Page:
Wednesday, June 1, 2011
The Evil Machinations of the Local Baron
So all of that hot air brings about today's topic. As a player, I'm responsible for fleshing out my character to give my GM and fellow players something interesting to work with. If you've seen my posts from the past two weeks talking about the Three Questions, you'll know what I mean, but to sum it up quickly - I need to know what my character wants, why my character wants it, and what my character is willing to do to get it. These three things about my character will give me enough information to react to any situation that could pop up and make life difficult for him (or her, but almost always him). The answers, in a way, are a shortcut to a lot of other useful information that I am than able to make up on the fly. This allows me to develop my character through play while still have a rock-solid foundation to fall back on for the sake of consistency.
But what about the GM? What about an NPC that you may only meet twice ever? We want our NPC's and supporting cast to be colorful and memorable, rigth? How do we make this happen? Since we're talking about a lord/mayor/baron whatever of a small area, I think the easiest way to make a character like this stick out is to make sure you have a clear understanding of how the town is affected by his leadership. You may only see the character once or twice (or maybe even never in some cases), but the thing that's really going to stand out about your Baron is the people who suffer or succeed around him. Yes, like any NPC, the Baron will benefit from having the Three Questions answered for him, but like I said, the three questions are really best used for laying the ground work and developing a character over time.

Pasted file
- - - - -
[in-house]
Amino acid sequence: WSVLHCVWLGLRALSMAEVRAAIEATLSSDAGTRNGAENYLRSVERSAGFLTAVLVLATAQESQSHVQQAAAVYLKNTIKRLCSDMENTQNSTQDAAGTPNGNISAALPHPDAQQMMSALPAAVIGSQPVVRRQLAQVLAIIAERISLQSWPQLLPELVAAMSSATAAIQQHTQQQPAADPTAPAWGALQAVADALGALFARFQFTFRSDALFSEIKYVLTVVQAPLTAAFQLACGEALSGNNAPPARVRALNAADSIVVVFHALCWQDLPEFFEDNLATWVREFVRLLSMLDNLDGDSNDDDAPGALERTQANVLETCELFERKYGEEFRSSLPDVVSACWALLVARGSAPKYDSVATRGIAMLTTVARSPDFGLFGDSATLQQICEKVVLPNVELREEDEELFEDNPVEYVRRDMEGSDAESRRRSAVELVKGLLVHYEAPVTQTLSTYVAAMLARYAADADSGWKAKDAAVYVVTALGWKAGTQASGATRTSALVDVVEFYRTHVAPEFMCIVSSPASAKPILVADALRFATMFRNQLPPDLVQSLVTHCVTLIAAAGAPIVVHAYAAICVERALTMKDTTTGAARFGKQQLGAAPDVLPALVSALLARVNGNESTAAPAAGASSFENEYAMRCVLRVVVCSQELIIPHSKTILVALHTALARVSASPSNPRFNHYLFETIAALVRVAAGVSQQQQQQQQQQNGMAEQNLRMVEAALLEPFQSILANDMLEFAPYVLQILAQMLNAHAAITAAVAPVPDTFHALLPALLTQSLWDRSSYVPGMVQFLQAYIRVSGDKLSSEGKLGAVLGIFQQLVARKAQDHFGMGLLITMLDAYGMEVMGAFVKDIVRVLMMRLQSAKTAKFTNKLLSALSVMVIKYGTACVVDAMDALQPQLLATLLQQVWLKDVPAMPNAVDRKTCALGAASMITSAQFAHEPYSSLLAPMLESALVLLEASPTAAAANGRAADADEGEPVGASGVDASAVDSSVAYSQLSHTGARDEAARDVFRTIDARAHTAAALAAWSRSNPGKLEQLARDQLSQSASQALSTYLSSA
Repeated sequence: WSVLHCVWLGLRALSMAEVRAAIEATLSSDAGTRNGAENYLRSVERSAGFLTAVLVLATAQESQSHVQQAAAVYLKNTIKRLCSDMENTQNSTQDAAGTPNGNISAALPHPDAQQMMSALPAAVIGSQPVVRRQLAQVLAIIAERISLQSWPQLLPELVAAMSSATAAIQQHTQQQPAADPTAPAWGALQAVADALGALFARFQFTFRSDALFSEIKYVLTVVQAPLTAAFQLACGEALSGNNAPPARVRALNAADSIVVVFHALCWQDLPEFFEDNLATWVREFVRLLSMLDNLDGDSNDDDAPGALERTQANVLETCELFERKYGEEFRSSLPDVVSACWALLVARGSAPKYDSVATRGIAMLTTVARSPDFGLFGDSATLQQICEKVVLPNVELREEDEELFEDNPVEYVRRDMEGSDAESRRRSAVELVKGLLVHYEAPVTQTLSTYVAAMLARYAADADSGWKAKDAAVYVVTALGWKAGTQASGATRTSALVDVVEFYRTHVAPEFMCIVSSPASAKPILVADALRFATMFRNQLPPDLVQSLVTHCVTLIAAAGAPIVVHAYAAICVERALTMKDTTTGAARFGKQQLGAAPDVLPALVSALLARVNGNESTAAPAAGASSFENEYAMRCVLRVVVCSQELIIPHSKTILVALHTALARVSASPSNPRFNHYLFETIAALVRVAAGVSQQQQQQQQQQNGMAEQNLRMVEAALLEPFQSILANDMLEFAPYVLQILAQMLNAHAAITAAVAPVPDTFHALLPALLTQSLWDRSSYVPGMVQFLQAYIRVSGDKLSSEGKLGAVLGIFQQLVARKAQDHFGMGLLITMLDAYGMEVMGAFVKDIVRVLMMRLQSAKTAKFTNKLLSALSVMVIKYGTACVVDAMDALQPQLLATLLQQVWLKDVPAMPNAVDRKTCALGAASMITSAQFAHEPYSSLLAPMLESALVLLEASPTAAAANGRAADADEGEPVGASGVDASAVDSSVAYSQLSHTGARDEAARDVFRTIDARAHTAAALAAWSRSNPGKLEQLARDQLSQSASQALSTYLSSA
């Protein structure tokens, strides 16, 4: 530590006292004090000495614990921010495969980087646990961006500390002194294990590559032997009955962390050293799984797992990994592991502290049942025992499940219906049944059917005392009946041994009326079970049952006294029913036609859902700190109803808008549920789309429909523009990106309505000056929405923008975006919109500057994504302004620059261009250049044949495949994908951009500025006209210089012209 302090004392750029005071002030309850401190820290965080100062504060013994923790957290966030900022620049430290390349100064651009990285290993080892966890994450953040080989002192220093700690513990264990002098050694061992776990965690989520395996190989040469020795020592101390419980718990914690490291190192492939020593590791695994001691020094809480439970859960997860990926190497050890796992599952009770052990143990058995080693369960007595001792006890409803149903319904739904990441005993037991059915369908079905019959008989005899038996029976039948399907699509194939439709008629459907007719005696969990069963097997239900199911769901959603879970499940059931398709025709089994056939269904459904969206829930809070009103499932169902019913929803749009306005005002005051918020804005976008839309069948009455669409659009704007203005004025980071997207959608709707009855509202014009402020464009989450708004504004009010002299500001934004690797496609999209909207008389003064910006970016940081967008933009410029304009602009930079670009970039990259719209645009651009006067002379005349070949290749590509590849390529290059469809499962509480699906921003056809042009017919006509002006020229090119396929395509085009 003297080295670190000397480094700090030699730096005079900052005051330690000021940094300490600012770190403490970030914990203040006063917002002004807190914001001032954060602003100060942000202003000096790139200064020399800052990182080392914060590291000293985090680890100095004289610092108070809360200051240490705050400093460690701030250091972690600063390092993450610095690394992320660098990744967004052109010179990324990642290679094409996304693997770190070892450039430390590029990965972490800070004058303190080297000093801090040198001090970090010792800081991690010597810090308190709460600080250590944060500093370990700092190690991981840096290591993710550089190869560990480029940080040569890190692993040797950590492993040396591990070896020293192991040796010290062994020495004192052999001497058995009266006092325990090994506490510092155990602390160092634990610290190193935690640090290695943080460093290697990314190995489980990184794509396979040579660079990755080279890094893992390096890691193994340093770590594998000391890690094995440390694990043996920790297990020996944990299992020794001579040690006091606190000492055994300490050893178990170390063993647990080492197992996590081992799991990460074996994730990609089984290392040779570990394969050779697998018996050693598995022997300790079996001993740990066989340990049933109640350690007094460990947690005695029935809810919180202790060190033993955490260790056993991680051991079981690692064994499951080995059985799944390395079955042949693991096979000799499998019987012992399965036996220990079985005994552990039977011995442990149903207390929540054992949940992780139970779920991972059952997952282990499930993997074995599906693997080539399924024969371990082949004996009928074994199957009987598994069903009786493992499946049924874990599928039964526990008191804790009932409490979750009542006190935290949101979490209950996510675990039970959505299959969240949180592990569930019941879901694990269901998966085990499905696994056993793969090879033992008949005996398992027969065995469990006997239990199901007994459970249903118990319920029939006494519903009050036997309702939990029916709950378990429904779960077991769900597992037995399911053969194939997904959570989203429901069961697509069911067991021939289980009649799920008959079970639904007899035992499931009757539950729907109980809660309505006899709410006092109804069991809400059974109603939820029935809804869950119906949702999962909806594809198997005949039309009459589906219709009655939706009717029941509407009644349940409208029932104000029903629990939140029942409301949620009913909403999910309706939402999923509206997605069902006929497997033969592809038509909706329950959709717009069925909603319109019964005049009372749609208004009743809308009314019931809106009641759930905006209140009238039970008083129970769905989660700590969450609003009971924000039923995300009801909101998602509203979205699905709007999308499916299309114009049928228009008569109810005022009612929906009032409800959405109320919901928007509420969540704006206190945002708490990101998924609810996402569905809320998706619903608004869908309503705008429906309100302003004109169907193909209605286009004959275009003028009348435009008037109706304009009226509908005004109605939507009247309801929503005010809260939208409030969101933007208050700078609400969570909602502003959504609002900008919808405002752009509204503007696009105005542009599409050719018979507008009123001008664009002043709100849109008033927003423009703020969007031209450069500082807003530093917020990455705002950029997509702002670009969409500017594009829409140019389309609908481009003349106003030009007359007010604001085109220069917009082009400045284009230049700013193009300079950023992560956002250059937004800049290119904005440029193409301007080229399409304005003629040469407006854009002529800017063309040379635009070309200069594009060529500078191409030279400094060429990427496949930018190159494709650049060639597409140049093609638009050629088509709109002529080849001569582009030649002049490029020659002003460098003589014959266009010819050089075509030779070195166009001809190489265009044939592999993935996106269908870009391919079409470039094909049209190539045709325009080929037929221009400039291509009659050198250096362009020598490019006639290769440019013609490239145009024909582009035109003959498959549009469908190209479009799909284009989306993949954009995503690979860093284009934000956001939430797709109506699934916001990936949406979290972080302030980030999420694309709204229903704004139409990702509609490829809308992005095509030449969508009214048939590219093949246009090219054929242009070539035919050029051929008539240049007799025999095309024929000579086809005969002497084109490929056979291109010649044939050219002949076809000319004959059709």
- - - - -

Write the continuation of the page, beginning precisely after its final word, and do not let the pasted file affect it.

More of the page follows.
Look at the scenery of the town. Are the hedges kept short or let loose without much care for how they make the rest of the town look. Is the public hearing hall in good shape, or are the planks and ceiling rotten and falling apart? When you ask the grounds keeper about how long the lawns take to groom into such beautiful arrangements, how does he react? Does he beam at his work, knowing he's done his lord proud and in turn feels pride for having done a good job, or does he flinch and mumbles about the one imperceptible error he made last week while he rubs the large goose egg on the back of his head? These things leave impressions on players and in turn work all the time to build up the Baron in whatever way you hope to do so. This how you build a context for an NPC without having to actually spend a lot of time with the guy. It's probably for the best anyway - guy's kind of a douche bag.